Halfway into rebuild, Halifax Mooseheads are off to strong start
Team is 4-1-0-1, but coach Sylvain Favreau sees several other reasons to be excited by team's progress
Halifax Mooseheads captain Elliot Desnoyers knows what it's like to play on a contending team, as well as a rebuilding one.
Before he joined the Mooseheads last season, he played two seasons for the Moncton Wildcats. In his final year with Moncton, the team was in second place with the Quebec Major Junior Hockey League's regular season almost finished, but then the COVID-19 pandemic hit and the league shut down the season.
On a team stocked with veteran talent, Desnoyers said some of the players had already signed professional contracts, and he was absorbing lessons from them.
"Compete every day," said Desnoyers, now 19. "These guys came to the rink and they wanted to score, they wanted to win their battles."
Now Desnoyers has the chance to pass along lessons to other players, both on the ice and off it in places like the weight room.
"You do everything the right way and take good pride in doing the right thing because the little details are going to make you a better player," he said.
The team has spent the past two years in a rebuild that came about after the team hosted the 2019 Memorial Cup, which it lost in the final.
After the season, the team traded away key players like Max Trépanier, Jared McIsaac and Benoit-Olivier Groulx for draft picks to begin the rebuilding process.
After two disappointing seasons, the team is off to a strong start with four wins, a loss and a shootout loss through six games.
But the best is yet to come, says head coach Sylvain Favreau.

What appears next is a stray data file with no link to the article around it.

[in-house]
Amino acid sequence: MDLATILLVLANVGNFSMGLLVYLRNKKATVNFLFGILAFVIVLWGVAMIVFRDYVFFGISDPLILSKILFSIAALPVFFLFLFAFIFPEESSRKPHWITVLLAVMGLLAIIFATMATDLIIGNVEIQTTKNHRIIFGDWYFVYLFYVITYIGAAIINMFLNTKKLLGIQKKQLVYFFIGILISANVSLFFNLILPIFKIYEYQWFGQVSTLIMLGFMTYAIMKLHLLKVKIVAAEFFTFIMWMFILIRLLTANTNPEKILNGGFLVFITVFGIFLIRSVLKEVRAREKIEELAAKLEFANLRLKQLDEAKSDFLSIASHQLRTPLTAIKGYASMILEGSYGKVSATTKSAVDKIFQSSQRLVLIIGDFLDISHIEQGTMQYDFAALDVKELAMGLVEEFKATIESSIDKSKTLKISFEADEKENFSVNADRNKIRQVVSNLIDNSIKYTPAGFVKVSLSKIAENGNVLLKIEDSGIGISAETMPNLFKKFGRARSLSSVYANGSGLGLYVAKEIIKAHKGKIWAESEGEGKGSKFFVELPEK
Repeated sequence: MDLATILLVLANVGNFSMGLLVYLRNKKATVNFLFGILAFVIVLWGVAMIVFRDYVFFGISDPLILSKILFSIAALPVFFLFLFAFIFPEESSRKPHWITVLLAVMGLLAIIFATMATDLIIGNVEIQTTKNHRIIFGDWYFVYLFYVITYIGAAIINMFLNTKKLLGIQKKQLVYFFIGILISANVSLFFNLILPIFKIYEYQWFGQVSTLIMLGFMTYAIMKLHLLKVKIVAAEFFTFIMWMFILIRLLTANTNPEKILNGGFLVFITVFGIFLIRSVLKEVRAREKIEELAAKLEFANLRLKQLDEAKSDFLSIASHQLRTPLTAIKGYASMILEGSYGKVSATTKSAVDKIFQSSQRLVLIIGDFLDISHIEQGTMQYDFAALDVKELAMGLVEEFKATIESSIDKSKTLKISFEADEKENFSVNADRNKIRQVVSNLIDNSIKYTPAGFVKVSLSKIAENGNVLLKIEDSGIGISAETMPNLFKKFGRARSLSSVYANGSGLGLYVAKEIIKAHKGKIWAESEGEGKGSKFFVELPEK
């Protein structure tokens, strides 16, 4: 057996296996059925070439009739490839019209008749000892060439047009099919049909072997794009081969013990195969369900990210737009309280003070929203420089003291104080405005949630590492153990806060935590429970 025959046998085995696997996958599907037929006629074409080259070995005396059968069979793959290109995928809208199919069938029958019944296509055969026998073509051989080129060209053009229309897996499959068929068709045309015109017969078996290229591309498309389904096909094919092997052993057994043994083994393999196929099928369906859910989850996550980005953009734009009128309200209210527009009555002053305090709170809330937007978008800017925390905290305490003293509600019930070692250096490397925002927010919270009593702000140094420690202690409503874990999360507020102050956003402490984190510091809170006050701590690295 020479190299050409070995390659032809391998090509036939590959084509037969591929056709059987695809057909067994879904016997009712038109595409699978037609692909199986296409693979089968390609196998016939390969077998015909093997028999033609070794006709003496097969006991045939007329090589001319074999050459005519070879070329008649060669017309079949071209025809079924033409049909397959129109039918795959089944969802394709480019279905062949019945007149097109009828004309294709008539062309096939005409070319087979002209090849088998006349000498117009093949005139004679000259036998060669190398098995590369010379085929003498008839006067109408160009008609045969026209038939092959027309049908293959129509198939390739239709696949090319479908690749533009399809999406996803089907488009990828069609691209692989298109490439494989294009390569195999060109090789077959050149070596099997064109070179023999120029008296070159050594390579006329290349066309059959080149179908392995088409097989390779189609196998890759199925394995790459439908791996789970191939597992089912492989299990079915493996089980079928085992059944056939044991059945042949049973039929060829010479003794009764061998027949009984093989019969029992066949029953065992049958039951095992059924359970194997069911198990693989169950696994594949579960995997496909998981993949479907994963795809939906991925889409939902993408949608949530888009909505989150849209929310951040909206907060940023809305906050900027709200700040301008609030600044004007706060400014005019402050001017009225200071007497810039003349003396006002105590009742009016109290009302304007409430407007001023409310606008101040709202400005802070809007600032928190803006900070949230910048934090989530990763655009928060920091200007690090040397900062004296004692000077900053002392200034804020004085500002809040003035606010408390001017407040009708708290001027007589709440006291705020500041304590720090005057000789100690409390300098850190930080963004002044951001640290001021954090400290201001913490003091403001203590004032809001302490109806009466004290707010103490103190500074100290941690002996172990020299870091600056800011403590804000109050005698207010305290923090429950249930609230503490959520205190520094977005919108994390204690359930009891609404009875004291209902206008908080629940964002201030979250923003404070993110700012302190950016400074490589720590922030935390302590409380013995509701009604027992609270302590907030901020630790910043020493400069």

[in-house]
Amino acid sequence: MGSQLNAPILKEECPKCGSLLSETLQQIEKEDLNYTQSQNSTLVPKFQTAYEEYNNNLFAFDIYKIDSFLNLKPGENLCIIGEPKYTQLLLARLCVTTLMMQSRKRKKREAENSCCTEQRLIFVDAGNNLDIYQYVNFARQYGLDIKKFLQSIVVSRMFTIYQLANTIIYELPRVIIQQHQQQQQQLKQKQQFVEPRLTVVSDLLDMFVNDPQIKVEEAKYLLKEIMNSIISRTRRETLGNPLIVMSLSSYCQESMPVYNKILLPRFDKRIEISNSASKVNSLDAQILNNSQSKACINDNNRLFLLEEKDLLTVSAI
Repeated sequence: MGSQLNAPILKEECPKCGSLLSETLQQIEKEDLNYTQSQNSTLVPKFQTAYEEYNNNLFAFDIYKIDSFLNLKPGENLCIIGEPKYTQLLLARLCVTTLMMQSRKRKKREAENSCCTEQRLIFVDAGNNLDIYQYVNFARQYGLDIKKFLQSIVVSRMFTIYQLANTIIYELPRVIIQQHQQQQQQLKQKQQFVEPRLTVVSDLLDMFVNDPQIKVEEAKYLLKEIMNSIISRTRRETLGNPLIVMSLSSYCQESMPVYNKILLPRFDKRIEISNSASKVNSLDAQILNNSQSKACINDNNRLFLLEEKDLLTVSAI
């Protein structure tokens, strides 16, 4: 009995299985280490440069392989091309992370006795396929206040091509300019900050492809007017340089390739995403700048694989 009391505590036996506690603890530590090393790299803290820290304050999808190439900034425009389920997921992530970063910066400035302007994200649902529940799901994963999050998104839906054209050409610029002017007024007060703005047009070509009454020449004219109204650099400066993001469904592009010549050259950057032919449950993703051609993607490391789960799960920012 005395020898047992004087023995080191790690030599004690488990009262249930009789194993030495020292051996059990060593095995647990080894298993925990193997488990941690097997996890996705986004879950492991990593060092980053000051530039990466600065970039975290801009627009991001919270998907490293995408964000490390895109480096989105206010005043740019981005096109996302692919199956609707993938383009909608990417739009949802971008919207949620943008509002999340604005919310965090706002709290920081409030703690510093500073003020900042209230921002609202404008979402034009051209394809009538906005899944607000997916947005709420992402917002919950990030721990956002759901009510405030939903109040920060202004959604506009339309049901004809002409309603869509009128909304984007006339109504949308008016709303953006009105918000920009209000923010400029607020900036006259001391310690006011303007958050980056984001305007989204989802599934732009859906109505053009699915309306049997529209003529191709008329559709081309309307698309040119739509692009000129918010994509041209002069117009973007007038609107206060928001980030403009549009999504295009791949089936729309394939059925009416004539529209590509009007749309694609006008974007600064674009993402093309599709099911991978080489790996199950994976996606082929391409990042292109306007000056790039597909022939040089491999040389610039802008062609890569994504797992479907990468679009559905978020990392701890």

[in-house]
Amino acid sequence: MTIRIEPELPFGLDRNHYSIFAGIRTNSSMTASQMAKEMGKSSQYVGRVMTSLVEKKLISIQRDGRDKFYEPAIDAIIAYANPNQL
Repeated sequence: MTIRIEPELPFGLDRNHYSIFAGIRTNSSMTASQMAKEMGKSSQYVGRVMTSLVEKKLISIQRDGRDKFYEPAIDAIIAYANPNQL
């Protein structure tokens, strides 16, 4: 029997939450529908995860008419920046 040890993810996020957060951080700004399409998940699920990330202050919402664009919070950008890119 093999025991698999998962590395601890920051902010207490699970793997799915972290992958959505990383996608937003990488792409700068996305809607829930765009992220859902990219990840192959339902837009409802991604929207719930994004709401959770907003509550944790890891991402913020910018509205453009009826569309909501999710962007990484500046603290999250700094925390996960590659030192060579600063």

He spent the past four seasons with the team as an assistant coach, but was made head coach before the season. By Favreau's estimation, the team is halfway into its rebuild.
Player development plans
Favreau has implemented a development plan for each player that is based on five pillars: physical, tactical, technical, mental and academic. He said the team is assigning a value to each pillar and coming up with a strategy to help the player grow. It's a marked departure from how teams are often run.
"There's an old school kind of hockey coaching where it's a general plan for the team, it's one-size-fits-all and I really think with today's younger generation, they all have different needs ... so we're basically trying to get 23 players to become better so your team becomes better," he said.
Favreau sees other reasons for optimism beyond the good start to the season.
He points to a game against the Charlottetown Islanders that the team lost 4-1 and was thoroughly outplayed. Favreau said the game could easily have been 8-1, but the team fought hard to prevent it from becoming a blowout.
There was also a game against the Shawinigan Cataractes that the Mooseheads led 4-1 and ended up winning 6-4.
"[Shawinigan] kept crawling back and crawling back," said Favreau. "For a young team, it's impressive to see that we're learning how to win games and close games."
The Mooseheads' next game is Saturday night in Halifax.
MORE TOP STORIES